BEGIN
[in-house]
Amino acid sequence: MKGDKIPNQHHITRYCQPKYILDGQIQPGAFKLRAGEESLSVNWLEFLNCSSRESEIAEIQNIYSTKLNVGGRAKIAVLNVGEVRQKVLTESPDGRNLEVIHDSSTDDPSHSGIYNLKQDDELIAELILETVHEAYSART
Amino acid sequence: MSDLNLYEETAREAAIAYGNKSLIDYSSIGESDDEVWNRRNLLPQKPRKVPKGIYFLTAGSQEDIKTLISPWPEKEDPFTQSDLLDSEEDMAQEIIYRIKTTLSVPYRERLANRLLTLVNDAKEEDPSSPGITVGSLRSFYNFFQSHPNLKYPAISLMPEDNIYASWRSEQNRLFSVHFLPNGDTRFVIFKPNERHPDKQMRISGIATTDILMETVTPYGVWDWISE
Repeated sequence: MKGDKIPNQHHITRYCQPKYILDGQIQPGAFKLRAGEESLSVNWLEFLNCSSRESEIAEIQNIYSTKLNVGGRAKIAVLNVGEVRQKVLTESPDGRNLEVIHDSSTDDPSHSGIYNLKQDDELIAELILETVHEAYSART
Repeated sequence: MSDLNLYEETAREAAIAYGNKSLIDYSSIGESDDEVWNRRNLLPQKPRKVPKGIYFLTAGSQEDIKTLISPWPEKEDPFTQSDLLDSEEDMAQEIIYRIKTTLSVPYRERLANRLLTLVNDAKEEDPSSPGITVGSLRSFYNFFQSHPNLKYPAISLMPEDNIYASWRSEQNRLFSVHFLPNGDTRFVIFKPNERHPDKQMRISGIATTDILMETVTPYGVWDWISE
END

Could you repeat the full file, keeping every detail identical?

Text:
[in-house]
Amino acid sequence: MKGDKIPNQHHITRYCQPKYILDGQIQPGAFKLRAGEESLSVNWLEFLNCSSRESEIAEIQNIYSTKLNVGGRAKIAVLNVGEVRQKVLTESPDGRNLEVIHDSSTDDPSHSGIYNLKQDDELIAELILETVHEAYSART
Amino acid sequence: MSDLNLYEETAREAAIAYGNKSLIDYSSIGESDDEVWNRRNLLPQKPRKVPKGIYFLTAGSQEDIKTLISPWPEKEDPFTQSDLLDSEEDMAQEIIYRIKTTLSVPYRERLANRLLTLVNDAKEEDPSSPGITVGSLRSFYNFFQSHPNLKYPAISLMPEDNIYASWRSEQNRLFSVHFLPNGDTRFVIFKPNERHPDKQMRISGIATTDILMETVTPYGVWDWISE
Repeated sequence: MKGDKIPNQHHITRYCQPKYILDGQIQPGAFKLRAGEESLSVNWLEFLNCSSRESEIAEIQNIYSTKLNVGGRAKIAVLNVGEVRQKVLTESPDGRNLEVIHDSSTDDPSHSGIYNLKQDDELIAELILETVHEAYSART
Repeated sequence: MSDLNLYEETAREAAIAYGNKSLIDYSSIGESDDEVWNRRNLLPQKPRKVPKGIYFLTAGSQEDIKTLISPWPEKEDPFTQSDLLDSEEDMAQEIIYRIKTTLSVPYRERLANRLLTLVNDAKEEDPSSPGITVGSLRSFYNFFQSHPNLKYPAISLMPEDNIYASWRSEQNRLFSVHFLPNGDTRFVIFKPNERHPDKQMRISGIATTDILMETVTPYGVWDWISE